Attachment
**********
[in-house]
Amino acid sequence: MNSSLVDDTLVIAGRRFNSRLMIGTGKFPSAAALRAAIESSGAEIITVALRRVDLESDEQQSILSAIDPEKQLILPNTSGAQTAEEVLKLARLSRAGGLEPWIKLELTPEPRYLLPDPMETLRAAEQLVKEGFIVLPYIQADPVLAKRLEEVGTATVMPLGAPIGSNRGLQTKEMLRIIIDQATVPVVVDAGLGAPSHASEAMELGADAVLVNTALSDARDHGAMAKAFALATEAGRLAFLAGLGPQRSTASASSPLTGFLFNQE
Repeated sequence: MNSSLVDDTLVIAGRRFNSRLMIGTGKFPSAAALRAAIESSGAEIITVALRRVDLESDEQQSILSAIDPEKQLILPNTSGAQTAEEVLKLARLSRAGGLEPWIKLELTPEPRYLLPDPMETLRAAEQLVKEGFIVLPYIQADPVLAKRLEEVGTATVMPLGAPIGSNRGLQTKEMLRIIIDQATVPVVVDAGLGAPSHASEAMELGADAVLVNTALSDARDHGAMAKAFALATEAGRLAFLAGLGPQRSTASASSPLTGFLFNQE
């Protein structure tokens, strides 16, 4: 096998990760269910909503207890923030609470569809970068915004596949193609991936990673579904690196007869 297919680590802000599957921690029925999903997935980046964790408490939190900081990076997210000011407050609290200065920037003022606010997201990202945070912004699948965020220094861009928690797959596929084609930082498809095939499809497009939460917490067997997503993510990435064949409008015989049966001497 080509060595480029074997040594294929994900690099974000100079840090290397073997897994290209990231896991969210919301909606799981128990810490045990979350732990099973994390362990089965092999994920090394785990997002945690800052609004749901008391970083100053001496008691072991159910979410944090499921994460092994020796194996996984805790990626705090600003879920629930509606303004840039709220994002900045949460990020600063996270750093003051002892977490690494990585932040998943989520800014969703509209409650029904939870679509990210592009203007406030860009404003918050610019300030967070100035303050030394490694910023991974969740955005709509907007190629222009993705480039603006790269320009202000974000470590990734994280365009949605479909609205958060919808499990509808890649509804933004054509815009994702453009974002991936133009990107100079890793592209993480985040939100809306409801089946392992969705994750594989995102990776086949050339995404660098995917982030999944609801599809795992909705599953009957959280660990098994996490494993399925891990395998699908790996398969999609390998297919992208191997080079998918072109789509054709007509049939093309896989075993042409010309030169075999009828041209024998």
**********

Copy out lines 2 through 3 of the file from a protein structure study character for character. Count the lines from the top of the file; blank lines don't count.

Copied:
Amino acid sequence: MNSSLVDDTLVIAGRRFNSRLMIGTGKFPSAAALRAAIESSGAEIITVALRRVDLESDEQQSILSAIDPEKQLILPNTSGAQTAEEVLKLARLSRAGGLEPWIKLELTPEPRYLLPDPMETLRAAEQLVKEGFIVLPYIQADPVLAKRLEEVGTATVMPLGAPIGSNRGLQTKEMLRIIIDQATVPVVVDAGLGAPSHASEAMELGADAVLVNTALSDARDHGAMAKAFALATEAGRLAFLAGLGPQRSTASASSPLTGFLFNQE
Repeated sequence: MNSSLVDDTLVIAGRRFNSRLMIGTGKFPSAAALRAAIESSGAEIITVALRRVDLESDEQQSILSAIDPEKQLILPNTSGAQTAEEVLKLARLSRAGGLEPWIKLELTPEPRYLLPDPMETLRAAEQLVKEGFIVLPYIQADPVLAKRLEEVGTATVMPLGAPIGSNRGLQTKEMLRIIIDQATVPVVVDAGLGAPSHASEAMELGADAVLVNTALSDARDHGAMAKAFALATEAGRLAFLAGLGPQRSTASASSPLTGFLFNQE